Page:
"Arancino," after the resemblance to a "little orange," is the usual name for this sort of stuffed, fried rice ball. "Piccola mela" does roll off the tongue, true, but "Italian apple" is more evocative. Mine was filled with sauteed spinach and garlic ($4). At an indoor market, a satisfying snack; nearer the deep fryer, surely even better.
Leah's Italian Apples 718-775-7096 At the periodic Ridgewood Market, Gottscheer Hall, 657 Fairview Ave. (Gates Ave.-Linden St.), Ridgewood, Queens www.RidgewoodMarket.com
St. Brigid's, a Roman Catholic church on the Ridgewood-Bushwick border, was named in 1887 for a patron saint of Ireland, and in the early years of the 20th century it came to serve a largely German-American congregation. Today many congregants and neighbors are Ecuadorian, judging by the abundance and pedigree of the street food nearby on a recent Sunday.
This plate of mote pillo ($5) has its roots in Cuenca, a city in Ecuador's southern highlands also famous for fanesca. At the simplest mote pillo consists of eggs and hominy scrambled in the presence of onion, garlic, cilantro, and (for color) achiote. A few members of our scouting party suggested that meat would improve it, and indeed in Cuenca a related dish, mote sucio, also includes kernels of hominy (mote) that have been sauteed with pork, or in pork gravy, so they become "sucio" ("dirty").
The question then arises: What is "pillo"? The only translations I've been able to find suggest "rascally" or "roguish," which is a stretch for a dish that is not even very piquant (at least in this instance). If you can supply a better etymology for the pillo in mote pillo, please do.
On the side: quaker (Quack-air, not shown, $3), a beverage that smoothly blends oatmeal, name-brand or not, with a little orange juice. In Ecuador, quaker traditionally includes naranjilla, also known as lulo; the O.J. is a U.S. substitution. This quaker was also flavored with apple and cinnamon (nicely noted, missmasala!), giving the impression, in the best possible flashback-to-childhood sense, of packaged instant oatmeal, now in drinkable form.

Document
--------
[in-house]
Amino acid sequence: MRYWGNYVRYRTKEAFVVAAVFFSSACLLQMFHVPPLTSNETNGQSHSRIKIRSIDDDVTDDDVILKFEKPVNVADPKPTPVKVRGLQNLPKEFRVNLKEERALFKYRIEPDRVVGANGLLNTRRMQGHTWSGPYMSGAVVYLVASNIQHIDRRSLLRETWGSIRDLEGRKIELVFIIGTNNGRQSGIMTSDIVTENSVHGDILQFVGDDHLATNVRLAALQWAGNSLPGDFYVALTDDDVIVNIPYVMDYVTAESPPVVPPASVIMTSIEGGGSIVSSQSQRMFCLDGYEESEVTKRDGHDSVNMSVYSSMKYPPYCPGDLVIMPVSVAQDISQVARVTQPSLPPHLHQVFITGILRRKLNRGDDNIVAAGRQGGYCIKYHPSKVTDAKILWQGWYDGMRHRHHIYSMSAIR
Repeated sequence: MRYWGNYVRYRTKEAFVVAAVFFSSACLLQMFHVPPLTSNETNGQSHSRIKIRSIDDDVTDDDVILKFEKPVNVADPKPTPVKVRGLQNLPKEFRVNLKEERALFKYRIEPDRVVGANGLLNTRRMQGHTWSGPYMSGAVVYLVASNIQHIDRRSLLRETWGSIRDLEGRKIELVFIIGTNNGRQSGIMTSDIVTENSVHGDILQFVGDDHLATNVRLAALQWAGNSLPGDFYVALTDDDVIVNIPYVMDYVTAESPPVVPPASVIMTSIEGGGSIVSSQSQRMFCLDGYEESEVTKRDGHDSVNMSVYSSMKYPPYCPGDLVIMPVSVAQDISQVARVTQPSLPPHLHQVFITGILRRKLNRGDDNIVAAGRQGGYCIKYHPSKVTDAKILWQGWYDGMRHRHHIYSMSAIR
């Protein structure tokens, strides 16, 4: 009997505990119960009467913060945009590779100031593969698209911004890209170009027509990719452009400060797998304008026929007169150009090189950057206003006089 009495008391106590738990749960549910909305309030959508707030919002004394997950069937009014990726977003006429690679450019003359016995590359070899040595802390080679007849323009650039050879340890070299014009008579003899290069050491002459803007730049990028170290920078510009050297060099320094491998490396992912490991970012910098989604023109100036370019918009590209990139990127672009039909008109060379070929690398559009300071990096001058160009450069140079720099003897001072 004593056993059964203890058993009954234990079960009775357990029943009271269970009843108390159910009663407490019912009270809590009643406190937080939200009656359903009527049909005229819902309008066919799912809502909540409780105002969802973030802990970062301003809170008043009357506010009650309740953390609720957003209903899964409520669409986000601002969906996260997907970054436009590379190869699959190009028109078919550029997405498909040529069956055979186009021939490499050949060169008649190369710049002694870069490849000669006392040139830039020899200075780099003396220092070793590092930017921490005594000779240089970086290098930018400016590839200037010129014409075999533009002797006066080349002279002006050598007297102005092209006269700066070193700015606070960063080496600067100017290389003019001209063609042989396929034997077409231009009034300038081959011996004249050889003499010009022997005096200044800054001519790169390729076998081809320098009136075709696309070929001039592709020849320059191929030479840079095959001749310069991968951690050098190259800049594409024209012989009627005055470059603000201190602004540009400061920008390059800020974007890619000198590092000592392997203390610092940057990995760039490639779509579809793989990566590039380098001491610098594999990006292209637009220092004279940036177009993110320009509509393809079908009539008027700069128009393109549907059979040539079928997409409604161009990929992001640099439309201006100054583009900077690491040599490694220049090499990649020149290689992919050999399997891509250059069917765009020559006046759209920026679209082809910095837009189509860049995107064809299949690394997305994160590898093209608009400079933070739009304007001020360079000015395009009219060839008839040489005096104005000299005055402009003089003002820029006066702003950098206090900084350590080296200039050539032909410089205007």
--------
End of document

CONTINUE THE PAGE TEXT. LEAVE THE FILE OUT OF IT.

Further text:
El Bochinche Street cart on St. Nicholas Ave. between Linden St. and Gates Ave., Ridgewood, Queens Friday through Sunday, early afternoon till early evening, year-round
The variety of street food outside the Grover Cleveland soccer field in Ridgewood, Queens, is hardly the equal of what you'll find in Red Hook. Apart from a truck selling soft-serve ice cream, a recent weekend visit turned up only a pair of Ecuadorian vendors grilling chuzos, or skewered meats. The busier of the two also deep-fried hot dogs and sliced potatoes for salchipapas (about $4). The name is a portmanteau of "salchicha" and "papas" (sausage and potatoes); this batch was also well-dressed with optional lettuce, tomato, onion, and mayo. Foot traffic supplied most of this vendor's clientele, but over the course of a quarter-hour she also supplied curb service to several cars that pulled up alongside.
Salchipapas and chuzos vendor Street cart outside the Grover Cleveland soccer field, Stanhope St. at Fairview Ave., Ridgewood, Queens Weekends, probably only in temperate weather
The original name, "savory bread pudding," just didn't cut it. Leftover bagels are one component, noted the local Chowhound who first steered me this way. There's some biscuit, too, added the counterman, and lots more — sweet sausage, ham, egg, a dose of black pepper — most everything associated with a certain mighty breakfast combo except the potatoes and, unless you dress for the occasion, the plaid flannel. Henceforth, ask for the "lumberjack" ($4).